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Social media cannot replace traditional journalism, it complements it: James Montgomery

Interview with Controller (digital & technology), BBC Global News Ltd

Vanita Kohli-Khandekar 

James Montgomery
James Montgomery

James Montgomery, controller of digital and technology for BBC Global News, speaks to Vanita Kohli-Khandekar on how the BBC looks at the online space. Edited excerpts:

What's your view of the India market for BBC.com, especially its plans and the lack of language content online?


We are the number one English-language international news website in India, with 3.6 million unique visitors and 19.9 million page views across desktop and mobile devices each month. The India news index on BBC.com alone has seen its unique visitors increase 66 per cent compared to a year ago. Currently, about four per cent of visitors to BBC.com are from India, which makes it fourth in terms of countries accessing our website.

In the third quarter of 2014, Hindi online generated an average of 4.1 million unique views, compared with 1.7 million in the third quarter of 2013. We chose the Indian market to pilot our use of instant messaging apps. During the elections, we used the account 'BBC News India' on WhatsApp and WeChat to hear directly from voters and to share our content.

With mobile now accounting for the majority of our digital traffic, we think there is great potential to distribute BBC News through these apps to reach and engage audiences that want to stay connected, as well as to share news stories, pictures and videos in the most seamless way possible.

What proportion of your content production from the integrated newsroom depends on digital (for information, pictures, verification, etc) and traditional reporting?

The BBC decided to embrace digital in its reporting very early. The most obvious example of this commitment is our new home in central London, a melting pot of multiplatform journalism. New Broadcasting House includes the entire spectrum of domestic and international news services across TV, radio and online, including World News, World Service, BBC.com/news and the BBC's domestic newsgathering operations. We describe it as the world's newsroom - no other news organisation can boast of 27 language services that sit with BBC News' services in English. And, this feeds out to our correspondents in the field, too. For example, when Lyse Doucet is on a story, she will be filing TV and radio packages, writing an online piece, updating her blog as chief international correspondent, tweeting and taking pictures for the World News Facebook page.

How we gather news has altered immeasurably in the past few years. But still, there are places we can't be in when a story breaks. This is where fills a gap. However, I don't believe it can replace traditional journalism; it merely complements it. There is great value in the expertise of experienced journalists. We also have a team that verifies content and ensures it is accurate. This is vital if the BBC is to maintain its position as the most trusted news organisation in the world.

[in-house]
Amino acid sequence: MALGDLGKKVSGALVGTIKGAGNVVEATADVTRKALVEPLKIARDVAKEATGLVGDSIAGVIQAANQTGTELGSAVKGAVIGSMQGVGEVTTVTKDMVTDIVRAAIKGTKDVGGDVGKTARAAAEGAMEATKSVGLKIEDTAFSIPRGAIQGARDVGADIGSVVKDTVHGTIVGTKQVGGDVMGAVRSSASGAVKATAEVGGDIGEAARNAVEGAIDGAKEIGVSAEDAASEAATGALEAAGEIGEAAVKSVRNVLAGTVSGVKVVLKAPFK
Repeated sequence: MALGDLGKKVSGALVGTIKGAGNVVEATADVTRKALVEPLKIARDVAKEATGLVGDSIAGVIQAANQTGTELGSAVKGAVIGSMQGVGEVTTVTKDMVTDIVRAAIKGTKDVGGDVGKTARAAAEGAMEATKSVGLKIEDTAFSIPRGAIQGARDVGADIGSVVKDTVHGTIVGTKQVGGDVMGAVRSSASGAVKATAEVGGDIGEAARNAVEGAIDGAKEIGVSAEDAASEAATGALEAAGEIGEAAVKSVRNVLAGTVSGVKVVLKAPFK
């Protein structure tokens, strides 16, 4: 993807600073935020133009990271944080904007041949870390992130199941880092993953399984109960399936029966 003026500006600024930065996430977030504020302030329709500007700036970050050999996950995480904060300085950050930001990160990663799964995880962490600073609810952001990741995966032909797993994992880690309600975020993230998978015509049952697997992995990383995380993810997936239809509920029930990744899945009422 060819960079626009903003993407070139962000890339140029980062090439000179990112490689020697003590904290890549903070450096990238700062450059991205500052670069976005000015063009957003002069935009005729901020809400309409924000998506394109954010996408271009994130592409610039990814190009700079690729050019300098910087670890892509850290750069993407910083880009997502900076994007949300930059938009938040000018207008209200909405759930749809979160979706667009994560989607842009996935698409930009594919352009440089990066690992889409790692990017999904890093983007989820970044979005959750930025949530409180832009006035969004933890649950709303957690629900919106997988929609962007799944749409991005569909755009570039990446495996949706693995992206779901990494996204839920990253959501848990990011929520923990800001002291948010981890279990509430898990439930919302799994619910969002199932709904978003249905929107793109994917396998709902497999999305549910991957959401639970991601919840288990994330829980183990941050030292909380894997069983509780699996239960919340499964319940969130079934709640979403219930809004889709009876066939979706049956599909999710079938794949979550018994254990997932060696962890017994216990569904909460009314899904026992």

Outside Source, which was launched in February, illustrates how we are bringing these two together. It is a weekday news programme broadcast on World Service English and BBC World News; we take the breaking story of the day and follow developments as they come in on Twitter, WhatsApp and similar platforms.

BBC Hindi produces content using trends on a daily basis, right from breaking news through verified Twitter handles to collating material on hot topics.

There is a lot of talk of digital being a medium for the young. Yet, people seek credibility from their news source. Where does BBC.com, as a brand, lie in the middle of these two ideas --- being a credible but not young brand? Do you think older media brands are losing the online battle because the whole definition of news is changing every day?

It is clear that the role of news and how people consume it is changing and we, like every traditional news organisation, need to adapt. A 24-hour news cycle means stories are developing faster than ever and the first person on the scene of a breaking news story is increasingly likely to be someone with a smartphone who tweets it or posts a picture on Facebook. However, traditional newsgathering still has a vital role. Research shows we are the leaders in global breaking news, with journalists in more places than any other international broadcaster. So, the years of experience and expertise our reporters and presenters offer cannot be replaced. Yes, the number of new entrants into the market continues to increase but our research suggests people turn to a trusted, proven brand, across platforms, when they want verification of a story.

Though we are an established brand, we are also the world's most shared news brand on Twitter. BBC News has more than 40 million Facebook page 'likes' worldwide.

Nowhere is this as important as in India, where BBC.com users are young, with more than 70 per cent under the age of 35; we are the number one international news provider among young Indians (source: Adobe Omniture and comScore Media Metrix, India). This might be because of the unique circumstances here - young English-speaking people interested in global affairs and digitally engaged.

First Published: Thu, October 23 2014. 22:05 IST
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